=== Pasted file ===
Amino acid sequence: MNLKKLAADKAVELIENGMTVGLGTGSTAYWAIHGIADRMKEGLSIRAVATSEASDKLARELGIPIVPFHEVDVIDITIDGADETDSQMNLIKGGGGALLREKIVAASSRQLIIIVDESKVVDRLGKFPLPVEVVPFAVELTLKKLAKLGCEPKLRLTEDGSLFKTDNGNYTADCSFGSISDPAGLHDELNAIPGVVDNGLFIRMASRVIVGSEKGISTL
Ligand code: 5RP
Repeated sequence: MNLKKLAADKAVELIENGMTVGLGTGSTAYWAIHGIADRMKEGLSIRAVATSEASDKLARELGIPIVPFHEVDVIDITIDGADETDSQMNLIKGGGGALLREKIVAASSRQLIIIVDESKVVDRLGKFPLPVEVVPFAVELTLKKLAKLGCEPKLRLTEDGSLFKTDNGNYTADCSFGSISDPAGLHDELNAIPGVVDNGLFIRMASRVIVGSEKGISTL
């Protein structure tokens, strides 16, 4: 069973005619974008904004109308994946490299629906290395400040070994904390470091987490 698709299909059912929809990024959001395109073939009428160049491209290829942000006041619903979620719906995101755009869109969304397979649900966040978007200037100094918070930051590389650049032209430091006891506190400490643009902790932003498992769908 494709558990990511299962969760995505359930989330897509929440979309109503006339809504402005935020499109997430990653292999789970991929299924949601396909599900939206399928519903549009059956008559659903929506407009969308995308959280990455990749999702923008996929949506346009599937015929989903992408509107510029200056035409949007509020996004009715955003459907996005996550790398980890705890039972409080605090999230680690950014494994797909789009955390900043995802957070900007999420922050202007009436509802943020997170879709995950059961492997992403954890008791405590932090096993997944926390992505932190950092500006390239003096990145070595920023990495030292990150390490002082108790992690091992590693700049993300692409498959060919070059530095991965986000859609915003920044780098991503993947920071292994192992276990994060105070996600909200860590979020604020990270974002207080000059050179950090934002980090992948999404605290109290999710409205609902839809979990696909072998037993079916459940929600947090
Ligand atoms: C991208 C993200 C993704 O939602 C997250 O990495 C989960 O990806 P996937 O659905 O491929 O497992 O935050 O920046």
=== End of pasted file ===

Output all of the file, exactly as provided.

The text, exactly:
Amino acid sequence: MNLKKLAADKAVELIENGMTVGLGTGSTAYWAIHGIADRMKEGLSIRAVATSEASDKLARELGIPIVPFHEVDVIDITIDGADETDSQMNLIKGGGGALLREKIVAASSRQLIIIVDESKVVDRLGKFPLPVEVVPFAVELTLKKLAKLGCEPKLRLTEDGSLFKTDNGNYTADCSFGSISDPAGLHDELNAIPGVVDNGLFIRMASRVIVGSEKGISTL
Ligand code: 5RP
Repeated sequence: MNLKKLAADKAVELIENGMTVGLGTGSTAYWAIHGIADRMKEGLSIRAVATSEASDKLARELGIPIVPFHEVDVIDITIDGADETDSQMNLIKGGGGALLREKIVAASSRQLIIIVDESKVVDRLGKFPLPVEVVPFAVELTLKKLAKLGCEPKLRLTEDGSLFKTDNGNYTADCSFGSISDPAGLHDELNAIPGVVDNGLFIRMASRVIVGSEKGISTL
């Protein structure tokens, strides 16, 4: 069973005619974008904004109308994946490299629906290395400040070994904390470091987490 698709299909059912929809990024959001395109073939009428160049491209290829942000006041619903979620719906995101755009869109969304397979649900966040978007200037100094918070930051590389650049032209430091006891506190400490643009902790932003498992769908 494709558990990511299962969760995505359930989330897509929440979309109503006339809504402005935020499109997430990653292999789970991929299924949601396909599900939206399928519903549009059956008559659903929506407009969308995308959280990455990749999702923008996929949506346009599937015929989903992408509107510029200056035409949007509020996004009715955003459907996005996550790398980890705890039972409080605090999230680690950014494994797909789009955390900043995802957070900007999420922050202007009436509802943020997170879709995950059961492997992403954890008791405590932090096993997944926390992505932190950092500006390239003096990145070595920023990495030292990150390490002082108790992690091992590693700049993300692409498959060919070059530095991965986000859609915003920044780098991503993947920071292994192992276990994060105070996600909200860590979020604020990270974002207080000059050179950090934002980090992948999404605290109290999710409205609902839809979990696909072998037993079916459940929600947090
Ligand atoms: C991208 C993200 C993704 O939602 C997250 O990495 C989960 O990806 P996937 O659905 O491929 O497992 O935050 O920046």